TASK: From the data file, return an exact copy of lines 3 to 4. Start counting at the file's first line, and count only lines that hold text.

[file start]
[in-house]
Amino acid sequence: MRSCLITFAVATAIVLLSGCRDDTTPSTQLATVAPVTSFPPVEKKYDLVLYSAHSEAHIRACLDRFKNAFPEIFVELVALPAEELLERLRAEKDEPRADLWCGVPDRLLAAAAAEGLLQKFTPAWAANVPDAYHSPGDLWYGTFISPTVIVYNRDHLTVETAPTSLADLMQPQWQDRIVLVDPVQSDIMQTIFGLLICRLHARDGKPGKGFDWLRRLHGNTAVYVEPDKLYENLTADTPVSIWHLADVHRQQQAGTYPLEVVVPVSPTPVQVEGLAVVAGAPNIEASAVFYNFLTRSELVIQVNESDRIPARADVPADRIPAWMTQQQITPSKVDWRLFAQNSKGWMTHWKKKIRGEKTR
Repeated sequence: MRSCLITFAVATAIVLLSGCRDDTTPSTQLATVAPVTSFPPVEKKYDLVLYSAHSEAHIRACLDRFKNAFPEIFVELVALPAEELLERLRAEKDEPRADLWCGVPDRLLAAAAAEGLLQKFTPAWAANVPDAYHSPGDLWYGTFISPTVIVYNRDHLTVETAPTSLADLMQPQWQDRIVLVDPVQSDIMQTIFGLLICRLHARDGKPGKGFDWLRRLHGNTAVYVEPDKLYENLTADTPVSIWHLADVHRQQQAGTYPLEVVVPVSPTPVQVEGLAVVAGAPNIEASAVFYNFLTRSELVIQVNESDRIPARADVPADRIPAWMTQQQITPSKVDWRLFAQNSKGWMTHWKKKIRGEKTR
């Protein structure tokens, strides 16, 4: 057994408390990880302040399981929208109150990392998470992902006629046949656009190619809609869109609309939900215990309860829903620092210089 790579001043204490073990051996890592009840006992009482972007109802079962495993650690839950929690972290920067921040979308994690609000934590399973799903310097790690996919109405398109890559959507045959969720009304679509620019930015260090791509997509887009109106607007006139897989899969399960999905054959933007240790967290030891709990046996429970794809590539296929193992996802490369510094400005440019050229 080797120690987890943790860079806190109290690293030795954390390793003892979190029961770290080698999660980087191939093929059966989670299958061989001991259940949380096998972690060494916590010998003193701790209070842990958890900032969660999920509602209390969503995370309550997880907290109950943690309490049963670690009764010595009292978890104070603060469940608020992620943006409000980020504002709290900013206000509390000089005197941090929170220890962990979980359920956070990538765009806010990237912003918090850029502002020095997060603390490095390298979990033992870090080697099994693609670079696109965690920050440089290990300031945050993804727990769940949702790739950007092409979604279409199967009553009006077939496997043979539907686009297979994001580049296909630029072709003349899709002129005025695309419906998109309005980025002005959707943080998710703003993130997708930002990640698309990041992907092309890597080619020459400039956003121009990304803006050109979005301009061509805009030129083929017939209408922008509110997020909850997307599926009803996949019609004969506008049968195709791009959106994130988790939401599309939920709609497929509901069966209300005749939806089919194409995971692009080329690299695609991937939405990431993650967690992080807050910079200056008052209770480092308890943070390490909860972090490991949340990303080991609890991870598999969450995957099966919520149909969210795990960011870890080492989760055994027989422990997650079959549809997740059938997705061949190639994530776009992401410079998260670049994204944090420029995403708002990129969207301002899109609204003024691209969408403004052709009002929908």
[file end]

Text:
Repeated sequence: MRSCLITFAVATAIVLLSGCRDDTTPSTQLATVAPVTSFPPVEKKYDLVLYSAHSEAHIRACLDRFKNAFPEIFVELVALPAEELLERLRAEKDEPRADLWCGVPDRLLAAAAAEGLLQKFTPAWAANVPDAYHSPGDLWYGTFISPTVIVYNRDHLTVETAPTSLADLMQPQWQDRIVLVDPVQSDIMQTIFGLLICRLHARDGKPGKGFDWLRRLHGNTAVYVEPDKLYENLTADTPVSIWHLADVHRQQQAGTYPLEVVVPVSPTPVQVEGLAVVAGAPNIEASAVFYNFLTRSELVIQVNESDRIPARADVPADRIPAWMTQQQITPSKVDWRLFAQNSKGWMTHWKKKIRGEKTR
């Protein structure tokens, strides 16, 4: 057994408390990880302040399981929208109150990392998470992902006629046949656009190619809609869109609309939900215990309860829903620092210089 790579001043204490073990051996890592009840006992009482972007109802079962495993650690839950929690972290920067921040979308994690609000934590399973799903310097790690996919109405398109890559959507045959969720009304679509620019930015260090791509997509887009109106607007006139897989899969399960999905054959933007240790967290030891709990046996429970794809590539296929193992996802490369510094400005440019050229 080797120690987890943790860079806190109290690293030795954390390793003892979190029961770290080698999660980087191939093929059966989670299958061989001991259940949380096998972690060494916590010998003193701790209070842990958890900032969660999920509602209390969503995370309550997880907290109950943690309490049963670690009764010595009292978890104070603060469940608020992620943006409000980020504002709290900013206000509390000089005197941090929170220890962990979980359920956070990538765009806010990237912003918090850029502002020095997060603390490095390298979990033992870090080697099994693609670079696109965690920050440089290990300031945050993804727990769940949702790739950007092409979604279409199967009553009006077939496997043979539907686009297979994001580049296909630029072709003349899709002129005025695309419906998109309005980025002005959707943080998710703003993130997708930002990640698309990041992907092309890597080619020459400039956003121009990304803006050109979005301009061509805009030129083929017939209408922008509110997020909850997307599926009803996949019609004969506008049968195709791009959106994130988790939401599309939920709609497929509901069966209300005749939806089919194409995971692009080329690299695609991937939405990431993650967690992080807050910079200056008052209770480092308890943070390490909860972090490991949340990303080991609890991870598999969450995957099966919520149909969210795990960011870890080492989760055994027989422990997650079959549809997740059938997705061949190639994530776009992401410079998260670049994204944090420029995403708002990129969207301002899109609204003024691209969408403004052709009002929908």